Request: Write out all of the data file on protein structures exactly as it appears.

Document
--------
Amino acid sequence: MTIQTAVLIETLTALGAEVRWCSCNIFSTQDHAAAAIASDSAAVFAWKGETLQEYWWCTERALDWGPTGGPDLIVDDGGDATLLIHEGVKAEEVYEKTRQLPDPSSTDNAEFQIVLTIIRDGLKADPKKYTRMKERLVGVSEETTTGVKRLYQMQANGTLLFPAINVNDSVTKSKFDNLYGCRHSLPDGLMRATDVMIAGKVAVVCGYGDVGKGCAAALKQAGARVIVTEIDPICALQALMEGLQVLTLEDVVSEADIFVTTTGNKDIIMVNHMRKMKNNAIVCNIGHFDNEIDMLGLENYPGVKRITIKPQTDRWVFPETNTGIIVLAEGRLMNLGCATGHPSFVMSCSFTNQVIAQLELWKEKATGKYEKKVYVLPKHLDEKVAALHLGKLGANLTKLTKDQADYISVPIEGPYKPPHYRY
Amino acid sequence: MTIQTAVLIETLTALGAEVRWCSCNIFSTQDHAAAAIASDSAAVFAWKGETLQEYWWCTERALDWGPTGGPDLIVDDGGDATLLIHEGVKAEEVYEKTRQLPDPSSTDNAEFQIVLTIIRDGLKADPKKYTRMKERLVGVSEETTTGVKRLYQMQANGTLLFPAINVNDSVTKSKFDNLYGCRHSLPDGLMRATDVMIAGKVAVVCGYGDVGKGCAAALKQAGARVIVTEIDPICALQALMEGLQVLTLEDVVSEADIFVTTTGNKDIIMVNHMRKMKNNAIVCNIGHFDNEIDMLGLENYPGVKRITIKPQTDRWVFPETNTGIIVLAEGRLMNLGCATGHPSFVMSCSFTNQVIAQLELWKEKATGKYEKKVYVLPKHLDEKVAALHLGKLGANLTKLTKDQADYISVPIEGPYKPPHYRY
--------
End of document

Amino acid sequence: MTIQTAVLIETLTALGAEVRWCSCNIFSTQDHAAAAIASDSAAVFAWKGETLQEYWWCTERALDWGPTGGPDLIVDDGGDATLLIHEGVKAEEVYEKTRQLPDPSSTDNAEFQIVLTIIRDGLKADPKKYTRMKERLVGVSEETTTGVKRLYQMQANGTLLFPAINVNDSVTKSKFDNLYGCRHSLPDGLMRATDVMIAGKVAVVCGYGDVGKGCAAALKQAGARVIVTEIDPICALQALMEGLQVLTLEDVVSEADIFVTTTGNKDIIMVNHMRKMKNNAIVCNIGHFDNEIDMLGLENYPGVKRITIKPQTDRWVFPETNTGIIVLAEGRLMNLGCATGHPSFVMSCSFTNQVIAQLELWKEKATGKYEKKVYVLPKHLDEKVAALHLGKLGANLTKLTKDQADYISVPIEGPYKPPHYRY
Amino acid sequence: MTIQTAVLIETLTALGAEVRWCSCNIFSTQDHAAAAIASDSAAVFAWKGETLQEYWWCTERALDWGPTGGPDLIVDDGGDATLLIHEGVKAEEVYEKTRQLPDPSSTDNAEFQIVLTIIRDGLKADPKKYTRMKERLVGVSEETTTGVKRLYQMQANGTLLFPAINVNDSVTKSKFDNLYGCRHSLPDGLMRATDVMIAGKVAVVCGYGDVGKGCAAALKQAGARVIVTEIDPICALQALMEGLQVLTLEDVVSEADIFVTTTGNKDIIMVNHMRKMKNNAIVCNIGHFDNEIDMLGLENYPGVKRITIKPQTDRWVFPETNTGIIVLAEGRLMNLGCATGHPSFVMSCSFTNQVIAQLELWKEKATGKYEKKVYVLPKHLDEKVAALHLGKLGANLTKLTKDQADYISVPIEGPYKPPHYRY